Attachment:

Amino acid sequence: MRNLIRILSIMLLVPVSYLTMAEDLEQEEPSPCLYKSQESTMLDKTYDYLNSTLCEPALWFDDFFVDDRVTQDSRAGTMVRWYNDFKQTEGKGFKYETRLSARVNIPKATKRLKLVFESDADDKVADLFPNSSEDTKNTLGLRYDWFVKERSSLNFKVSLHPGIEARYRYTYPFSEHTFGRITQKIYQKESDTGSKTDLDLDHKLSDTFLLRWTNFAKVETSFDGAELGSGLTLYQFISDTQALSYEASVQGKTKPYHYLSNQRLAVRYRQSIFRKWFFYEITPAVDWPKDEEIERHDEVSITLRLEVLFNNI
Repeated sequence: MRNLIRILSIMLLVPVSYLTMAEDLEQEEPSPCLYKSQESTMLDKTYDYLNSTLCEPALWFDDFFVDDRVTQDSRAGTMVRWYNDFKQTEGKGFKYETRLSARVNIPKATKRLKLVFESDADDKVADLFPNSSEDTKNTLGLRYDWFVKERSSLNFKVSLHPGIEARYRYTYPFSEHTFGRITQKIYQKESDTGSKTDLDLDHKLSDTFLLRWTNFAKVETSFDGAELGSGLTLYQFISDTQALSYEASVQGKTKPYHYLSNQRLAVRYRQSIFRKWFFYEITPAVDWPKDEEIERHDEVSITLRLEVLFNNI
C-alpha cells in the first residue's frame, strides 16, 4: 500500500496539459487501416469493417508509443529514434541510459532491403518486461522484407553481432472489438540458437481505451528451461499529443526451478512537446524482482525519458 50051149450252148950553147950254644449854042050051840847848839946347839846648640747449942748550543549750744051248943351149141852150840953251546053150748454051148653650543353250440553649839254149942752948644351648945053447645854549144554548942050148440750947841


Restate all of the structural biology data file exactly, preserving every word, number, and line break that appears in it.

Amino acid sequence: MRNLIRILSIMLLVPVSYLTMAEDLEQEEPSPCLYKSQESTMLDKTYDYLNSTLCEPALWFDDFFVDDRVTQDSRAGTMVRWYNDFKQTEGKGFKYETRLSARVNIPKATKRLKLVFESDADDKVADLFPNSSEDTKNTLGLRYDWFVKERSSLNFKVSLHPGIEARYRYTYPFSEHTFGRITQKIYQKESDTGSKTDLDLDHKLSDTFLLRWTNFAKVETSFDGAELGSGLTLYQFISDTQALSYEASVQGKTKPYHYLSNQRLAVRYRQSIFRKWFFYEITPAVDWPKDEEIERHDEVSITLRLEVLFNNI
Repeated sequence: MRNLIRILSIMLLVPVSYLTMAEDLEQEEPSPCLYKSQESTMLDKTYDYLNSTLCEPALWFDDFFVDDRVTQDSRAGTMVRWYNDFKQTEGKGFKYETRLSARVNIPKATKRLKLVFESDADDKVADLFPNSSEDTKNTLGLRYDWFVKERSSLNFKVSLHPGIEARYRYTYPFSEHTFGRITQKIYQKESDTGSKTDLDLDHKLSDTFLLRWTNFAKVETSFDGAELGSGLTLYQFISDTQALSYEASVQGKTKPYHYLSNQRLAVRYRQSIFRKWFFYEITPAVDWPKDEEIERHDEVSITLRLEVLFNNI
C-alpha cells in the first residue's frame, strides 16, 4: 500500500496539459487501416469493417508509443529514434541510459532491403518486461522484407553481432472489438540458437481505451528451461499529443526451478512537446524482482525519458 50051149450252148950553147950254644449854042050051840847848839946347839846648640747449942748550543549750744051248943351149141852150840953251546053150748454051148653650543353250440553649839254149942752948644351648945053447645854549144554548942050148440750947841